A fraudster with no fewer than 32 identities ratcheted up £400,000 in a complex web of deceit.
Paul Reppion, 49, managed to obtain more than 200 credit cards and sign up for 50 bank accounts, Canterbury Crown Court heard.
It's believed the fraud, which saw him jailed for two years and four months, dated back as far as 2003.
The sting gave Reppion, of Sir John Fogge Avenue in Ashford, a luxury lifestyle, with a number of properties and a lucrative six-figure income, the court heard.
Police were alerted to the conman after a tip-off from Ashford Borough Council.
A search of his home in November 2009 uncovered numerous items in a variety of names. These included two photo ID driving licences under different names.
Two computer disks seized contained more than 1,000 financial documents.
Each document had a reference containing the initials of the false identity used.
When arrested on suspicion of money laundering Reppion told police his name was Paul Thomas, as he had changed his name by deed poll three years earlier.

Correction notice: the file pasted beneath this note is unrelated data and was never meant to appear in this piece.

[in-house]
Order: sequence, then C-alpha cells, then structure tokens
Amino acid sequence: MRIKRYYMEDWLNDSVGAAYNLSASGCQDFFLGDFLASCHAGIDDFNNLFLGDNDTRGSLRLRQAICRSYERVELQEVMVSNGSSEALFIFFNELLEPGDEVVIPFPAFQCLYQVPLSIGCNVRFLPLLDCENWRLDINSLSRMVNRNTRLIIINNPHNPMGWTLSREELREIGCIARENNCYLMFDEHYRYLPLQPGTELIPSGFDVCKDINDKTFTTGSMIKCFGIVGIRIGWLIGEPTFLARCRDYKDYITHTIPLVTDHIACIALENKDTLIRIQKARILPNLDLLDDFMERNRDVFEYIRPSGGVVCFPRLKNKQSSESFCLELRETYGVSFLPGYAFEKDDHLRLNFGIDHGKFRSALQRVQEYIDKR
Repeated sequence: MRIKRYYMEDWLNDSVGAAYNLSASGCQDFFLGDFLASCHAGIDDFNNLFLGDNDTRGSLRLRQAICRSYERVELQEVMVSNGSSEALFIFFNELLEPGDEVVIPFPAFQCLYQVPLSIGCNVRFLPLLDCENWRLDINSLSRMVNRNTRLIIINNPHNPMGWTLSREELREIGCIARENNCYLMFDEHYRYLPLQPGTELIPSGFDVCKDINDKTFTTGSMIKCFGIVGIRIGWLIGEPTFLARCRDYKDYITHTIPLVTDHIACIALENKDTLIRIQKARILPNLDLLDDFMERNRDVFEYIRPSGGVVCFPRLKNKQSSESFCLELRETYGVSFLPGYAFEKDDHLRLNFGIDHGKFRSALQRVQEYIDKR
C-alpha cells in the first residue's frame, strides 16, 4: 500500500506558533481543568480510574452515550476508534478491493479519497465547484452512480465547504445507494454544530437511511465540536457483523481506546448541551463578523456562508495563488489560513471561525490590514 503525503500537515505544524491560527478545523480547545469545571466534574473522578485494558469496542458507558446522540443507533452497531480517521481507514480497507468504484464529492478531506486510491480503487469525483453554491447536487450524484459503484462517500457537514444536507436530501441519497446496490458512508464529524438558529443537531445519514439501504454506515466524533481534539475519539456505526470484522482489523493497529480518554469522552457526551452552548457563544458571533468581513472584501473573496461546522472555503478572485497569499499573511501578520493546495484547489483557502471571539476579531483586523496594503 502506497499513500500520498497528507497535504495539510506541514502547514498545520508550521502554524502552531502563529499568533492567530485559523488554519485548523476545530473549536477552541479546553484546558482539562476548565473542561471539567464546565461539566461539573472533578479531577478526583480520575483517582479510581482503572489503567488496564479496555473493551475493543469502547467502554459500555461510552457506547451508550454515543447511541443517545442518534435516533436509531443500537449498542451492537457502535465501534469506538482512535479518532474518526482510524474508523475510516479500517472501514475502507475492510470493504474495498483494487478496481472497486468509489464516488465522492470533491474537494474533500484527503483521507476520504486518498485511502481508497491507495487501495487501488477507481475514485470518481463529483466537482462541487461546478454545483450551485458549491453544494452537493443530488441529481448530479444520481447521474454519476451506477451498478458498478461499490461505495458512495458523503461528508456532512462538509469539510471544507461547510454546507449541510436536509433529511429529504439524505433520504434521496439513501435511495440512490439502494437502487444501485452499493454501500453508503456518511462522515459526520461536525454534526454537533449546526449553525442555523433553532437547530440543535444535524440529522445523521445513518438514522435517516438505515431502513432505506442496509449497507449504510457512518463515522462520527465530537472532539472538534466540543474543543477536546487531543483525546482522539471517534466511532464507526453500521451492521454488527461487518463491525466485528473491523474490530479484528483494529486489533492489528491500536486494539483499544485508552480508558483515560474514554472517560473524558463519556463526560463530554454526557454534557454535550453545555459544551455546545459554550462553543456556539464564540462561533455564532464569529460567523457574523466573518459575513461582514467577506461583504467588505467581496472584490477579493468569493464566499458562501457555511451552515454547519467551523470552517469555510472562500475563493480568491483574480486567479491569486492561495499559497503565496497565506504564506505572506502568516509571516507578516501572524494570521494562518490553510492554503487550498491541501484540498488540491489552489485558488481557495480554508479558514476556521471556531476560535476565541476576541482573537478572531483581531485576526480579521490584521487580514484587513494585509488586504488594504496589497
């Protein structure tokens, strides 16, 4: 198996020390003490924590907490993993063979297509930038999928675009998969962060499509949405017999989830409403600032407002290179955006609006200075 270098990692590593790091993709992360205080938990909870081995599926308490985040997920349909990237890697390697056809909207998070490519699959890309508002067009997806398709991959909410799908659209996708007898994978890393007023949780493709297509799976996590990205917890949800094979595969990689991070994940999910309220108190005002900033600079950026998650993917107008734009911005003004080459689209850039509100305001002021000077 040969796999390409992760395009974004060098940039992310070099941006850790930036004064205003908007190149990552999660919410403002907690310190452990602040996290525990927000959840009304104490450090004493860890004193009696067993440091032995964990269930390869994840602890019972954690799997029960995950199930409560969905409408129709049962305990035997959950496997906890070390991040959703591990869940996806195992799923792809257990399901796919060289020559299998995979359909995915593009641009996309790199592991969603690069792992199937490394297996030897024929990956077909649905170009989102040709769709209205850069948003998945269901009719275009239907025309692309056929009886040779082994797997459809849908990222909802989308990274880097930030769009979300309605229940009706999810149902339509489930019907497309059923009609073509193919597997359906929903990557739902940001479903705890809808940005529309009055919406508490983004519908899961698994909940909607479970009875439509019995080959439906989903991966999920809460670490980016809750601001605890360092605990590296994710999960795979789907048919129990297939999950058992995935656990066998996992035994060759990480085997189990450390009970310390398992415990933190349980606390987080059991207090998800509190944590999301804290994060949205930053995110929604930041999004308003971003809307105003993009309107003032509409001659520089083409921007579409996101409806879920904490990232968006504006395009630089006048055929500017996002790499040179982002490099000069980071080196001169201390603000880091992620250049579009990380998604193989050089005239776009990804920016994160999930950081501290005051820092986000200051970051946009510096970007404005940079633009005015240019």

The police investigation found he had, in fact, changed his name several times by deed poll - each time building up a complex identity at the source of his fraud.
After racking up huge debt in each identity he abandoned the name when firms refused to give more credit, the court heard. That left the lenders with a cold trail to a false identity.
The court heard Reppion used addresses he bought as a landlord, as well as redirecting mail to a web of homes.
Detective Constable Stuart Champion said: "This investigation has identified a fraud carried out by Reppion over a number of years that at its heart has abused the electoral registration system in a methodical and calculated way, designed to deceive various banks in order to satisfy his greed."
Reppion admitted obtaining services by deception at an earlier hearing.